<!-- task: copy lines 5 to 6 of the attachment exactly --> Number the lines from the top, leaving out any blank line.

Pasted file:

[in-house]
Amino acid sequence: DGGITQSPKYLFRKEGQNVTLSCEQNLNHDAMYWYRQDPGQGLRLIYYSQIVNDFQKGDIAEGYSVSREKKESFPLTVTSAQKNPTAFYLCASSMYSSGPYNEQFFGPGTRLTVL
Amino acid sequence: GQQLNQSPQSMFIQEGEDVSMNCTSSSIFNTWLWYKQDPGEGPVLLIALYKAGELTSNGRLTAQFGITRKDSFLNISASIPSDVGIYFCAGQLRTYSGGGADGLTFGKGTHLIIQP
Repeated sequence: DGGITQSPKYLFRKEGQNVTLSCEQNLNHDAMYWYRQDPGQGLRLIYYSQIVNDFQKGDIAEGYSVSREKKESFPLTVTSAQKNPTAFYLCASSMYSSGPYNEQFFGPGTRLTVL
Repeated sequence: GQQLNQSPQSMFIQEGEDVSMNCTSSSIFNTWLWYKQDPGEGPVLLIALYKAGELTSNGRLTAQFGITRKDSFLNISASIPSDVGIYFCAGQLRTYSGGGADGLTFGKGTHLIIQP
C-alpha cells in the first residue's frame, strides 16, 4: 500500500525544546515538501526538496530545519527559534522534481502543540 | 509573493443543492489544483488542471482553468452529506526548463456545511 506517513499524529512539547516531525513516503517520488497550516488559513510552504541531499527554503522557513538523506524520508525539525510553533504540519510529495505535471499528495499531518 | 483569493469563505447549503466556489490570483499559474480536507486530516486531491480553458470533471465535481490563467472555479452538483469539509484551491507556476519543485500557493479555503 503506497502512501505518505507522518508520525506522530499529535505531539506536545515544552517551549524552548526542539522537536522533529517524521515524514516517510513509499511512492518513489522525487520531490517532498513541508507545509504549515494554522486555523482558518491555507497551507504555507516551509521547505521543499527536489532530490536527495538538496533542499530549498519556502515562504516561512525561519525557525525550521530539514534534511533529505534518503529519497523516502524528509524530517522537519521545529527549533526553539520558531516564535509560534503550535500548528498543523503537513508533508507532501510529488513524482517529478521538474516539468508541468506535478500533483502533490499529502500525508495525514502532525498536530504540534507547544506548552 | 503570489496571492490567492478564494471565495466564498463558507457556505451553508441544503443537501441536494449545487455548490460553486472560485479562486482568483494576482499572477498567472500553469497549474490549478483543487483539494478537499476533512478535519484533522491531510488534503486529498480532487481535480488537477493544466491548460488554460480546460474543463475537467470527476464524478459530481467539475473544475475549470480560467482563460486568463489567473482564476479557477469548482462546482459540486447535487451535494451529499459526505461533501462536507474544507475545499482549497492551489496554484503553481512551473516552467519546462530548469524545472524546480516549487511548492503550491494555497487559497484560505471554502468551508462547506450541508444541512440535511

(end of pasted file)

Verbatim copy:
Repeated sequence: GQQLNQSPQSMFIQEGEDVSMNCTSSSIFNTWLWYKQDPGEGPVLLIALYKAGELTSNGRLTAQFGITRKDSFLNISASIPSDVGIYFCAGQLRTYSGGGADGLTFGKGTHLIIQP
C-alpha cells in the first residue's frame, strides 16, 4: 500500500525544546515538501526538496530545519527559534522534481502543540 | 509573493443543492489544483488542471482553468452529506526548463456545511 506517513499524529512539547516531525513516503517520488497550516488559513510552504541531499527554503522557513538523506524520508525539525510553533504540519510529495505535471499528495499531518 | 483569493469563505447549503466556489490570483499559474480536507486530516486531491480553458470533471465535481490563467472555479452538483469539509484551491507556476519543485500557493479555503 503506497502512501505518505507522518508520525506522530499529535505531539506536545515544552517551549524552548526542539522537536522533529517524521515524514516517510513509499511512492518513489522525487520531490517532498513541508507545509504549515494554522486555523482558518491555507497551507504555507516551509521547505521543499527536489532530490536527495538538496533542499530549498519556502515562504516561512525561519525557525525550521530539514534534511533529505534518503529519497523516502524528509524530517522537519521545529527549533526553539520558531516564535509560534503550535500548528498543523503537513508533508507532501510529488513524482517529478521538474516539468508541468506535478500533483502533490499529502500525508495525514502532525498536530504540534507547544506548552 | 503570489496571492490567492478564494471565495466564498463558507457556505451553508441544503443537501441536494449545487455548490460553486472560485479562486482568483494576482499572477498567472500553469497549474490549478483543487483539494478537499476533512478535519484533522491531510488534503486529498480532487481535480488537477493544466491548460488554460480546460474543463475537467470527476464524478459530481467539475473544475475549470480560467482563460486568463489567473482564476479557477469548482462546482459540486447535487451535494451529499459526505461533501462536507474544507475545499482549497492551489496554484503553481512551473516552467519546462530548469524545472524546480516549487511548492503550491494555497487559497484560505471554502468551508462547506450541508444541512440535511